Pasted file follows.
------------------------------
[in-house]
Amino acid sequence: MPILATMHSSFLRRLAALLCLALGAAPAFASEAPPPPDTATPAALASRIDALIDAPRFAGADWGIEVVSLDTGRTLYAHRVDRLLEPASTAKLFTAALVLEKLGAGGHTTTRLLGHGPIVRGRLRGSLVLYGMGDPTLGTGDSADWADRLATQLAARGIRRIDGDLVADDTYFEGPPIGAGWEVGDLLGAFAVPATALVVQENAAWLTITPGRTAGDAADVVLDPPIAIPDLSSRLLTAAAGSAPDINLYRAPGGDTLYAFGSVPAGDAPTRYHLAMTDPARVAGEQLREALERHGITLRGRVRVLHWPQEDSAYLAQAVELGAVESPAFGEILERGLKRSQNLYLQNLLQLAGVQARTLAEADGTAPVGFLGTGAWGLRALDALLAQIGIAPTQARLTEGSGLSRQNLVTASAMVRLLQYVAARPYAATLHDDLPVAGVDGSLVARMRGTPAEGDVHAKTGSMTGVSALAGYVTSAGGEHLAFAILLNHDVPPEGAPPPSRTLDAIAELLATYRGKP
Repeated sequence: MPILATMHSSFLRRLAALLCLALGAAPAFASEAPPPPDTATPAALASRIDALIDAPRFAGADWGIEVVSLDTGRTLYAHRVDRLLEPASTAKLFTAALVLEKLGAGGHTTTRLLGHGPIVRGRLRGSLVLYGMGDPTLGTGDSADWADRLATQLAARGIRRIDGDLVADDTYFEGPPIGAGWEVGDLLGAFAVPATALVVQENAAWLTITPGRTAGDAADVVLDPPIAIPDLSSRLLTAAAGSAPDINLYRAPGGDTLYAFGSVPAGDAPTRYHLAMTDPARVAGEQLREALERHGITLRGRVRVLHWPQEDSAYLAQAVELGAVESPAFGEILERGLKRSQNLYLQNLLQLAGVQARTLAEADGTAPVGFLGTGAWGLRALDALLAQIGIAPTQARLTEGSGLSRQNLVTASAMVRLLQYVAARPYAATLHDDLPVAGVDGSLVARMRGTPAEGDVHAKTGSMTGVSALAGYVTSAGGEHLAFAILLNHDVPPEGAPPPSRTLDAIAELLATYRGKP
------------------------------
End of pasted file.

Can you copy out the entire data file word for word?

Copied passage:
[in-house]
Amino acid sequence: MPILATMHSSFLRRLAALLCLALGAAPAFASEAPPPPDTATPAALASRIDALIDAPRFAGADWGIEVVSLDTGRTLYAHRVDRLLEPASTAKLFTAALVLEKLGAGGHTTTRLLGHGPIVRGRLRGSLVLYGMGDPTLGTGDSADWADRLATQLAARGIRRIDGDLVADDTYFEGPPIGAGWEVGDLLGAFAVPATALVVQENAAWLTITPGRTAGDAADVVLDPPIAIPDLSSRLLTAAAGSAPDINLYRAPGGDTLYAFGSVPAGDAPTRYHLAMTDPARVAGEQLREALERHGITLRGRVRVLHWPQEDSAYLAQAVELGAVESPAFGEILERGLKRSQNLYLQNLLQLAGVQARTLAEADGTAPVGFLGTGAWGLRALDALLAQIGIAPTQARLTEGSGLSRQNLVTASAMVRLLQYVAARPYAATLHDDLPVAGVDGSLVARMRGTPAEGDVHAKTGSMTGVSALAGYVTSAGGEHLAFAILLNHDVPPEGAPPPSRTLDAIAELLATYRGKP
Repeated sequence: MPILATMHSSFLRRLAALLCLALGAAPAFASEAPPPPDTATPAALASRIDALIDAPRFAGADWGIEVVSLDTGRTLYAHRVDRLLEPASTAKLFTAALVLEKLGAGGHTTTRLLGHGPIVRGRLRGSLVLYGMGDPTLGTGDSADWADRLATQLAARGIRRIDGDLVADDTYFEGPPIGAGWEVGDLLGAFAVPATALVVQENAAWLTITPGRTAGDAADVVLDPPIAIPDLSSRLLTAAAGSAPDINLYRAPGGDTLYAFGSVPAGDAPTRYHLAMTDPARVAGEQLREALERHGITLRGRVRVLHWPQEDSAYLAQAVELGAVESPAFGEILERGLKRSQNLYLQNLLQLAGVQARTLAEADGTAPVGFLGTGAWGLRALDALLAQIGIAPTQARLTEGSGLSRQNLVTASAMVRLLQYVAARPYAATLHDDLPVAGVDGSLVARMRGTPAEGDVHAKTGSMTGVSALAGYVTSAGGEHLAFAILLNHDVPPEGAPPPSRTLDAIAELLATYRGKP